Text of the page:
Monday, March 20, 2017

(One of) Chuck Berry's Perfect Song(s) - Too Much Monkey Business

too much monkey business

I'm not sure what I could possibly say about Chuck Berry that hasn't been said better. There's always dispute about the origins of rock n roll, but only if you get into splitting hairs about very specific elements of it or just don't know what the fuck your're talking about. But if you listen closely, all the most important pieces were laid out by Berry. Musically, lyrically and culturally, you can draw a line from Chuck Berry to just about any rock artist since the 50s. As a matter fact, I'll take a step further and say you can draw that line straight to hip hop as well. He was creating his own legend from the very beginning - "Johnny B. Goode" was all about him. He used hip lingo and even made up words. Several of his songs used a talking blues structure that can arguably be considered rapping. But I won't go into anymore and instead make this about what I think is his best song and covers just about everything I think he brought to the world - "Too Much Monkey Business."

As soon as this kicks off, you get that quintessential early rock sound with the guitar, upright bass, drums and piano, all bouncing hard. Then he goes right into what I believe may be the earliest example of recorded rhyme spitting, complete with the "ahh" at the end of each line. If you're not feeling his frustration, you're not listening. Just amazing. Lyrically he's basically had it with all the bullshit, which is not only rebellious, but it's the slacker call to inaction of the grunge era and beyond. And if that wasn't enough, that first guitar solo does something that is almost imperceptible and that I somehow didn't notice until I was listening to the song one day last year. There's a sudden increase in tempo that makes this thing bubble with nervous angst in a way that the 50s wasn't ready to explore fully, but would eventually be the bread and butter of rock. Then it all comes together with the line "I don't want your botheration, get away, leave me be." Perfect.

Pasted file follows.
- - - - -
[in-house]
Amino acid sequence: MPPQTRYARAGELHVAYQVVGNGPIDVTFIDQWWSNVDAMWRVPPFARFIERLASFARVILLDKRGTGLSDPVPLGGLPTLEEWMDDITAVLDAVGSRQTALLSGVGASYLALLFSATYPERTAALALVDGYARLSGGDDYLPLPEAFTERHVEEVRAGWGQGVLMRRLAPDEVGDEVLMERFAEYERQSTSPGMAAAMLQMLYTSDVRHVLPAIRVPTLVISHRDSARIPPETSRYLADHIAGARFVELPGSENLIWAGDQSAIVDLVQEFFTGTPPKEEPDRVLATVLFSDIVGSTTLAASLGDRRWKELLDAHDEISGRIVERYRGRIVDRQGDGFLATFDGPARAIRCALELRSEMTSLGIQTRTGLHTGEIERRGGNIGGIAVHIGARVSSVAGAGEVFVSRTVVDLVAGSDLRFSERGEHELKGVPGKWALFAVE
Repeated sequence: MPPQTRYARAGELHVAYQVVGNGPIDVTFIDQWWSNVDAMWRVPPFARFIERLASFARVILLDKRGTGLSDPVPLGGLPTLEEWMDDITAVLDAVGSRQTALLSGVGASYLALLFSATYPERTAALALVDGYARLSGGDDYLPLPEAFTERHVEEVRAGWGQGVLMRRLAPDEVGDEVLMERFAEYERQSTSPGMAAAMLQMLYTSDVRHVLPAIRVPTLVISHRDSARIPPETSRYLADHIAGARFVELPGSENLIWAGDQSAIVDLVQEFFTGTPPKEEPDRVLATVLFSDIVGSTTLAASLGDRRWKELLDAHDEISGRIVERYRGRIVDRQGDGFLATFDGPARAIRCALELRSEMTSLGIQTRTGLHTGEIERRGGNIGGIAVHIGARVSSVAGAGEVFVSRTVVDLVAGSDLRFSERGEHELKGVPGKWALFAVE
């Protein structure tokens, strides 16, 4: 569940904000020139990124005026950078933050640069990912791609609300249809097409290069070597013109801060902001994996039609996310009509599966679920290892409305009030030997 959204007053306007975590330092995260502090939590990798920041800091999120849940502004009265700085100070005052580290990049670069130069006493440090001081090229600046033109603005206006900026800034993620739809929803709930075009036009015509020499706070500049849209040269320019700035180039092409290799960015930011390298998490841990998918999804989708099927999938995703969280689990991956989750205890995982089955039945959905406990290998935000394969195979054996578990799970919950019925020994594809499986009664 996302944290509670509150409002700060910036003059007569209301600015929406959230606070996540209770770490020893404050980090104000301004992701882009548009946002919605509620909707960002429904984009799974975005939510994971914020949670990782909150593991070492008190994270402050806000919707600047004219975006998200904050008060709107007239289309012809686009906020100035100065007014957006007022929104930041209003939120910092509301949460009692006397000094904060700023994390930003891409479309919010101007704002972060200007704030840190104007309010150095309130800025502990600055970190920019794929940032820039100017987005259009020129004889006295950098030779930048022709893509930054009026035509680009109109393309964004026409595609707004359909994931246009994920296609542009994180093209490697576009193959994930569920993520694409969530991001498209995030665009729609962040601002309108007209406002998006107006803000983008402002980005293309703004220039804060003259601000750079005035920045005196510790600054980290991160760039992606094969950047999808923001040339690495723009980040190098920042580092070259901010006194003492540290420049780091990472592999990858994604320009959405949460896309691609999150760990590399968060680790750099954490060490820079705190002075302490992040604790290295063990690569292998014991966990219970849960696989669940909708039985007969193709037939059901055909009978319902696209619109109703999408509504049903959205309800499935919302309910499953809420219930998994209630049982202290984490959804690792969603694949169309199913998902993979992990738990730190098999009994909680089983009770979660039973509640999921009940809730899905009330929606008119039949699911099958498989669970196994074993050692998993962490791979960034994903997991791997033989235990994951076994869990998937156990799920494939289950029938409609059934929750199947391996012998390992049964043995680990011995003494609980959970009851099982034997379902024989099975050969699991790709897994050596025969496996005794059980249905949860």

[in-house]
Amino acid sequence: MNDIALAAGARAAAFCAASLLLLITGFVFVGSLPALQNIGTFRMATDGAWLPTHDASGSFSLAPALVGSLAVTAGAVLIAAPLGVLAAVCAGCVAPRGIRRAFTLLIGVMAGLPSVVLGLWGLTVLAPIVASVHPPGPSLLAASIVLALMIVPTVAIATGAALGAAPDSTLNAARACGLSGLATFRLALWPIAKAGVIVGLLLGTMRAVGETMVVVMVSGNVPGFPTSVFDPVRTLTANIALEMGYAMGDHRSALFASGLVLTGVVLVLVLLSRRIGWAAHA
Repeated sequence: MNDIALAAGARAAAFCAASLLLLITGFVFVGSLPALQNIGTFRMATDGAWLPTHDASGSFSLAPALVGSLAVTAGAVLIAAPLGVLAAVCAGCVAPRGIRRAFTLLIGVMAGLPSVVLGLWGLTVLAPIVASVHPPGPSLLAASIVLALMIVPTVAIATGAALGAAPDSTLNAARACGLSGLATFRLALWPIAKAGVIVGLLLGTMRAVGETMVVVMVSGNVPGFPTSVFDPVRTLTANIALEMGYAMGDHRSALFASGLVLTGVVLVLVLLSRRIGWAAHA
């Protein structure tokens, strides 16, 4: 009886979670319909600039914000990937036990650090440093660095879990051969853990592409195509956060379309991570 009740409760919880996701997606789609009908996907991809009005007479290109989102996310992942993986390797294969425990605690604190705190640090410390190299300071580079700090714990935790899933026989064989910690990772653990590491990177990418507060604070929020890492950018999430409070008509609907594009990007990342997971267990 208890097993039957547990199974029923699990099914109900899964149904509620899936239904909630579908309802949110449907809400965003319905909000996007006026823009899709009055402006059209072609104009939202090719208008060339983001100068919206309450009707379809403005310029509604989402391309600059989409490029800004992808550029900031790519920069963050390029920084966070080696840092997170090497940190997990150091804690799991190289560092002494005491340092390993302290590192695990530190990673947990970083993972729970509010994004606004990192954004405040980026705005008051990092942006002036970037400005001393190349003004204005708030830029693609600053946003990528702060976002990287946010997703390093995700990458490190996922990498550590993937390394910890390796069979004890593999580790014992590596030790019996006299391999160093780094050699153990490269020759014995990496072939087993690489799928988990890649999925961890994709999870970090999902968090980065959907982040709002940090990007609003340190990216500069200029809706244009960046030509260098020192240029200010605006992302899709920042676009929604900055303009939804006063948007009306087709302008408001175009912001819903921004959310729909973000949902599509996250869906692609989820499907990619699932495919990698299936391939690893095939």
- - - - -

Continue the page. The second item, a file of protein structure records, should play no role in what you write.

It's amazing how even though this man was revered and actually did get a lot of credit and respect, he somehow didn't get enough recognition. And I don't even mean in the sense of how so many black artists didn't get recognized for their contributions in favor of the white artists that followed. I mean as a musician and an artist in general. It's easy to overlook what Berry did as simplistic and maybe get lost in some nostalgic fantasy about "music back then" or whatever. But the reality is that his music is timeless. It's still alive in just about everything you hear, but beyond that, listen closely to his technique, his delivery, his lyrical poetry. The man was a master, full stop. And "Too Much Monkey Business" is only one of his perfect songs. 

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